A Failure of Nerve: Leadership in the Age of the Quick Fix

Edwin Friedman, Seabury, 2007, reviewed by Vern Ratzlaff

        Friedman’s contributions in the areas of leadership spanned religious, political and cultural areas. His Generation to Generation (1985) provided a new way of thinking about emotional process both at home and at work. A Failure of Nerve is his attempt to challenge the seldom questioned assumption that human beings function primarily according to the position they occupy within the emotional processes of the relationship system, whether family, church or business.

        Leadership is stuck in the rut of trying harder and harder without obtaining significant results (p 3). The tension of leadership failure is the inadequacy of the social science construction of reality that becomes the norm for social analysis and which fails to account for emotional processes. He sees correlation between medical and institutional issues and paradigms (p233 – 247). ‘The batting average in the war against cancer and the batting average in the struggle to heal chronically troubled institutions is remarkably similar’ (p 3). ‘The same values that motivated people to do good work in society often did not seem to operate in their closest personal relationships’ (p 6).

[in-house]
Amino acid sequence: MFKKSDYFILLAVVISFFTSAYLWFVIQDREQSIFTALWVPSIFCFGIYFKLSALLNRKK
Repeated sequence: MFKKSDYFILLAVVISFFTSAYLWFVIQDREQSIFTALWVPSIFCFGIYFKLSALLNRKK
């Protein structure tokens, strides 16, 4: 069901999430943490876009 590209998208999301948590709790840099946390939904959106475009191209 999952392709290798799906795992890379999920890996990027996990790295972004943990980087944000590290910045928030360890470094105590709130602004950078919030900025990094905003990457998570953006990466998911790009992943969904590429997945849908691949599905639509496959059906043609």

His work with families suggested that individuals cut off from their families generally do not heal until they have been reconnected (p 8) (cf Jesus’ healings that wellness comes only after reintegration into the community!) This reinforced Friedman’s conviction that leadership is essentially an emotional process rather than a cognitive phenomenon (p 13).

        He develops ‘lists’, handy reference points of identification. Eg five aspects of selected historical figures (p 188), difference in leadership articulation from ‘old World’ to ‘new World’ (eg emotional variables), hierarchy is rooted biologically, in the net of protoplasm (p 194), triangulation (p 207-228), listing of leadership (emotional) components ( p271).

Vern Ratzlaff is a pastor and professor of historical theology at Lutheran Theological Seminary in Saskatoon, Saskatchewan, Canada.